The telephone call, the first between the heads of government of the two nations since 1979, came while Rouhani was heading to the airport after his first visit to the U.N. General Assembly, according to a statement on Rouhani's official website. "The biggest taboo in Iranian politics has been broken. This is the beginning of a new era," said Ali Vaez, a senior Iran analyst at the International Crisis Group. Such a call could not have been imagined under Rouhani's predecessor, former President Mahmoud Ahmadinejad, who antagonized Israel and the United States and denied the Holocaust. A hardline website believed by Iran experts to be affiliated with Ahmadinejad, Rajanews, referred to the call as a "strange and useless action." As president, Rouhani is the head of the government but has limited powers. Supreme Leader Ayatollah Ali Khamenei is the ultimate authority in Iran with final say on domestic and foreign policy, though Rouhani says he has been given full authority to negotiate on the nuclear issue. Obama, who expressed willingness as a presidential candidate in 2007 to reach out to U.S. adversaries, nodded to that power dynamic in his remarks, saying both men had given signals that Iran would not pursue nuclear arms. "Iran's Supreme Leader has issued a fatwa against the development of nuclear weapons. President Rouhani has indicated that Iran will never develop nuclear weapons," Obama said. "I have made clear that we respect the right of the Iranian people to access peaceful nuclear energy in the context of Iran meeting its obligations." Western powers say they believe Iran has been pursuing nuclear weapons for some time. Iran says its aims are peaceful and focused on energy production. The Obama administration official said the United States had told the Israeli government about the Obama-Rouhani call. Israel is deeply skeptical about the shift in Iran's rhetoric and has warned its allies to be wary of Rouhani. Rouhani was on a charm offensive during his week in New York, repeatedly stressing Iran's desire for normal relations with Western powers and denying it wanted a nuclear arsenal, while urging an end to sanctions that are crippling its economy.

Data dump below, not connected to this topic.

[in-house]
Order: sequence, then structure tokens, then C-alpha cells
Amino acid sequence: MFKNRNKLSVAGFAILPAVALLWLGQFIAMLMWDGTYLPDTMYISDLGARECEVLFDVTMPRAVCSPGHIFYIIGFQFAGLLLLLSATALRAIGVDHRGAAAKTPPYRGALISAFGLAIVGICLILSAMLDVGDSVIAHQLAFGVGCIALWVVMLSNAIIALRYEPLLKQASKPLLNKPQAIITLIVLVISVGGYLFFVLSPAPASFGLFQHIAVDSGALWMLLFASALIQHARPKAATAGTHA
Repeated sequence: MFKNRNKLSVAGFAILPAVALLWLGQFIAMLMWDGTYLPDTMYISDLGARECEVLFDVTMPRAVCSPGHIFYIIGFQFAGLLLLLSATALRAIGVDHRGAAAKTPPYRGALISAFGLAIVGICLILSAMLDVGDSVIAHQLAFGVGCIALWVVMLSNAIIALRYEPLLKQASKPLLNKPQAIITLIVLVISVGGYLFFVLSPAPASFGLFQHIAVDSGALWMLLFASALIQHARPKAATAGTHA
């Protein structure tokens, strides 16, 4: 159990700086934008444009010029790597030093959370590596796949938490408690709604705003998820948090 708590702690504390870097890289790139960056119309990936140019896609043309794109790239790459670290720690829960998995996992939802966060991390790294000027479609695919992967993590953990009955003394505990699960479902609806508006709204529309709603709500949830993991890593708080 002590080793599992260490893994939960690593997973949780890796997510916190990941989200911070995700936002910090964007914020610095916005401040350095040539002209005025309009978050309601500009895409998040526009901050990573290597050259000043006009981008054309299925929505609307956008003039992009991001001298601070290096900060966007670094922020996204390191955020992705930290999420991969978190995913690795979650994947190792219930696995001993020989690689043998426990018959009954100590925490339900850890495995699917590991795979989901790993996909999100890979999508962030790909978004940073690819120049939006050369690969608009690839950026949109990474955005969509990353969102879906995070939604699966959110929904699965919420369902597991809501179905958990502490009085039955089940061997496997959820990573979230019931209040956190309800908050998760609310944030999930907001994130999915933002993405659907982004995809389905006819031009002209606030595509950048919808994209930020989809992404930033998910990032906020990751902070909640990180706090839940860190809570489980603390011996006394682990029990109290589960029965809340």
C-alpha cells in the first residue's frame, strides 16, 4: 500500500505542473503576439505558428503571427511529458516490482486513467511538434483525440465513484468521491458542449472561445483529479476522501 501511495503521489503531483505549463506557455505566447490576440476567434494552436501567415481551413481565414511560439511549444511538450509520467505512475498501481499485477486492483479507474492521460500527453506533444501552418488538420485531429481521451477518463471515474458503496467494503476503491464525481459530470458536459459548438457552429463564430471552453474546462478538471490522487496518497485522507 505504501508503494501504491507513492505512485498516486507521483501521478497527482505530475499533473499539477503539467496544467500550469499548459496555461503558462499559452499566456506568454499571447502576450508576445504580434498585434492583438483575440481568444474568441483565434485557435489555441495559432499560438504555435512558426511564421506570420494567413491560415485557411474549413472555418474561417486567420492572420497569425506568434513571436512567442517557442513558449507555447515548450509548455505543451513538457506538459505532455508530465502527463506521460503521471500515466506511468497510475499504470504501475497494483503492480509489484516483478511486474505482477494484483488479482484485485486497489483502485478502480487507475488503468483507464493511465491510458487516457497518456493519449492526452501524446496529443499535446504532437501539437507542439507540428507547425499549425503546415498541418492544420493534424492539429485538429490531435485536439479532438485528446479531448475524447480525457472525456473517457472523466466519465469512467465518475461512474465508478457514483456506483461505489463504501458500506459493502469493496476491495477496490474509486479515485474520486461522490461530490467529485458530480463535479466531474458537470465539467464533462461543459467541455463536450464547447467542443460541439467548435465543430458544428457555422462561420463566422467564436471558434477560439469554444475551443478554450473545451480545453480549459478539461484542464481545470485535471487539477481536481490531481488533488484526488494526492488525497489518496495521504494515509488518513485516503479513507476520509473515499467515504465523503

In his speech to the 193-nation U.N. General Assembly on Tuesday, Obama cautiously embraced Rouhani's gestures as the basis for a possible nuclear deal and challenged him to demonstrate his sincerity. However, the failure to orchestrate a handshake between the two leaders that day, apparently because of Rouhani's concerns about a backlash from hardliners at home, seemed to underscore how hard it may be to make diplomatic progress. Iran and the United States back opposite sides in the Syrian civil war and have been at loggerheads for years over Israel, Tehran's support for Hezbollah militants in Lebanon and other issues. Washington broke off diplomatic relations with Iran in 1980 because of the U.S. Embassy hostage crisis. Fifty-two Americans were held hostage for 444 days. Rouhani, who took office last month, told a news conference earlier on Friday he hoped talks with the United States and five other major powers "will yield, in a short period of time, tangible results," on a nuclear deal. He said Iran would bring a plan to resolve the decade-long dispute over Tehran's nuclear program to an October meeting with the six powers in Geneva. He offered no details about that plan, but emphasized that Tehran's nuclear ambitions are entirely peaceful.

U.S. Senate votes to keep government open, now up to House